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A computer is a machine that is designed to perform a huge variety of information-processing tasks, depending on the program it has stored in its memory. Computers manipulate all data in the form of numbers, and encode all numbers in binary code, which is base 2. This means that there can only be a 1 or a 0 in any data. This makes it possible to process data electronically, since one voltage can be used to represent a zero and another voltage for a one.

Contemporary (1800's) illustration of what Charles Babbage's Difference Engine might have looked like.
The modern (1991) construction of the "difference engine 2" in the British Science Museum.

Prior to the advent of computing machines, the definition for computer was a human being who performed complex mathematical calculations. This was accomplished with the aid of a manual counting device, such as an abacus or a slide rule, and was mainly used by traders and early bankers to keep a reliable record of funds

Charles Babbage, a British scientist who lived in the 19th century, has been credited as the designer of the first digital computer, the Difference Engine, a machine set to do calculations reliably up to six decimal places. It was entirely mechanical. However, the Engine was never constructed, being deemed as "had derived no emolument whatsoever from the government" by a member of parliament. He also designed an even more sophisticated "Analytical Engine", that would actually have been a programmable computer in the modern sense; it, too was mechanical. Though it was never built, Augusta Ada wrote some programs for it (to compute Bernoulli polynomials), making her the world's first computer programmer. A small version of the Difference Engine, was built after his death by his son.[1]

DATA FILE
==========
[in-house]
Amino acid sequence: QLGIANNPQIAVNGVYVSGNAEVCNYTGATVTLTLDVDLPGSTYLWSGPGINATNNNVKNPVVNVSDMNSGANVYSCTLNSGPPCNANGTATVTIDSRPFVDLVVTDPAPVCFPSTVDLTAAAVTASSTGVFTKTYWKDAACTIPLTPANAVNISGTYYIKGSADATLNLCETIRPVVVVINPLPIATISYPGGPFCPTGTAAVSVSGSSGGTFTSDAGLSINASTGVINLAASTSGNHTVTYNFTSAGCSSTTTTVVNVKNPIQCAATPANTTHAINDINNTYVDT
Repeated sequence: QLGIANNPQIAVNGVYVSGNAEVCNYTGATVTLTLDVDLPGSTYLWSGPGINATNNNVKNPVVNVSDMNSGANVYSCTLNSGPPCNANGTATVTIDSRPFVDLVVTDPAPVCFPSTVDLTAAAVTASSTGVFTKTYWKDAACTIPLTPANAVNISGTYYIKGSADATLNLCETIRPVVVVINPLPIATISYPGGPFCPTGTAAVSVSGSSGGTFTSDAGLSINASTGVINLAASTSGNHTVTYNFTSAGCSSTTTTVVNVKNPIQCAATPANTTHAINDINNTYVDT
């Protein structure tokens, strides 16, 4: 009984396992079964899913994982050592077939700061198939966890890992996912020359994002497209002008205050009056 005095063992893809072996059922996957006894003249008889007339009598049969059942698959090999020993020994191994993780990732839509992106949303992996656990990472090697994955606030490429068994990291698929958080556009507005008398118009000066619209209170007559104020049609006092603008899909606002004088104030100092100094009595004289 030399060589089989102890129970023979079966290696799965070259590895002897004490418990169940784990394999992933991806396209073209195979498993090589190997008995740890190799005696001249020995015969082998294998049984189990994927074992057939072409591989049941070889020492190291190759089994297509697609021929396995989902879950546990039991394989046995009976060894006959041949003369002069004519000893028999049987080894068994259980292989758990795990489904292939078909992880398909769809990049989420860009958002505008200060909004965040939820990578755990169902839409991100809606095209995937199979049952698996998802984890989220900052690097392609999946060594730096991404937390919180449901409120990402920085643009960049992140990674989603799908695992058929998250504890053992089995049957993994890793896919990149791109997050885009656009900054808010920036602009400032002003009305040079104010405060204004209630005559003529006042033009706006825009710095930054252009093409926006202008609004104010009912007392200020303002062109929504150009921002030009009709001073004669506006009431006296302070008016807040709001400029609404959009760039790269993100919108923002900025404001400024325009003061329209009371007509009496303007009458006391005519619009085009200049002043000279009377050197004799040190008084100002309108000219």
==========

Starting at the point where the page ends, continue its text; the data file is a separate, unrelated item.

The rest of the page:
Babbage later designed a simpler and even more clever "Difference Engine Number 2", that was also not completed in his lifetime. But in 1991, the bicentennial of Babbage's birth, this computer was built in the British Science Museum, from Babbage's original plans. It operates flawlessly, though a few billion times more slowly than modern electronic computers. It is operated by turning a crank.

The Manchester Small-Scale Experimental Machine is considered the world's first stored-program computer, 1948.

The first computer comparable to the modern day computer, an electronic calculation machine, was the ENIAC. Built as a artillery support machine, it was unveiled in early 1946.[2]

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